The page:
March 23, 2015
The Connecticut Supreme Court has just unanimously ruled that individuals convicted of possessing less than one-half an ounce of marijuana are now entitled to petition the Superior Court to have that record of conviction erased. This Ruling of the Court follows the 2011 Act by the Legislature, which changed the penalty for possessing less than one-half an ounce of marijuana to a fine of $150 for the first offense. The Ruling follows Connecticut’s erasure statute, C.G.S. § 54-142d, which provides that whenever a person has been convicted of an offense in any court of this state and the offense has subsequently been decriminalized, the person may file a petition with the Superior Court for an Order of Erasure. In effect, this means that if an individual fits within the parameters of this new Supreme Court Ruling, the conviction itself is subject to erasure, and all police investigation materials, including fingerprint records and photographs, that may be with a local police department or the State of Connecticut, may be ordered destroyed or returned to the individual. This holding of the Supreme Court may enable those individuals convicted five, ten, fifteen or more years ago to have all of that information removed from the public record, a significant development in light of the current availability of conviction records on the Internet.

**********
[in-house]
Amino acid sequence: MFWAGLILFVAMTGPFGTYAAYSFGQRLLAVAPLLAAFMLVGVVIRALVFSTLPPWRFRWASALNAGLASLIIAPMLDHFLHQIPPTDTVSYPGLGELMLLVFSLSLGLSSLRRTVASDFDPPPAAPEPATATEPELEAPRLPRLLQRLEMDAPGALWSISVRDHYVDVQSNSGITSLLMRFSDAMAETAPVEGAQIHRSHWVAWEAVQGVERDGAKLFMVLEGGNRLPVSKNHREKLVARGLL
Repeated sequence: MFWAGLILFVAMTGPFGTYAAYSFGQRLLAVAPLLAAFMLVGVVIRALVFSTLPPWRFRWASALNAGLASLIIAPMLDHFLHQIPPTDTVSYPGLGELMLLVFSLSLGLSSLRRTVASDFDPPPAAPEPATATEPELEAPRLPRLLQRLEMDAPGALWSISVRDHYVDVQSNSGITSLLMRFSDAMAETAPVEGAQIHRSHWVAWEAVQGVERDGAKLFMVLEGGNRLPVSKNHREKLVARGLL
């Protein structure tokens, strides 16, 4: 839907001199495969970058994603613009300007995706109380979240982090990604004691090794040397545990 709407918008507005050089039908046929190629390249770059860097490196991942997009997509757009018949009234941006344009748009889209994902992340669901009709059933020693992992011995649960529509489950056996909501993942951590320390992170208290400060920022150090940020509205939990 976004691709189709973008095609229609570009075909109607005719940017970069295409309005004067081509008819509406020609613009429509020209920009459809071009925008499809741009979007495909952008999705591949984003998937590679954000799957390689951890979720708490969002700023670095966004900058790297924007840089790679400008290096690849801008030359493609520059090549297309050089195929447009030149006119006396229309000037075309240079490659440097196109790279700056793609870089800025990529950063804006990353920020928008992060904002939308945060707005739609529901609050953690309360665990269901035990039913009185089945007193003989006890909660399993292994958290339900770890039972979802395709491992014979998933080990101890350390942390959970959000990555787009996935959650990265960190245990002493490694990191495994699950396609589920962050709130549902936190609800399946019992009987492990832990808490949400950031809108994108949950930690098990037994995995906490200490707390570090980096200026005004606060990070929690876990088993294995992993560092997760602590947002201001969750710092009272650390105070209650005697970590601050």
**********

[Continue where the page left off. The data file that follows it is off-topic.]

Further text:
The members of Pullman & Comley’s White Collar Criminal Defense and Corporate Investigations Practice Group have experience in dealing with return and/or destruction of fingerprint and photographic records, and also the destruction of police investigative records, where charges have been dismissed against individuals.
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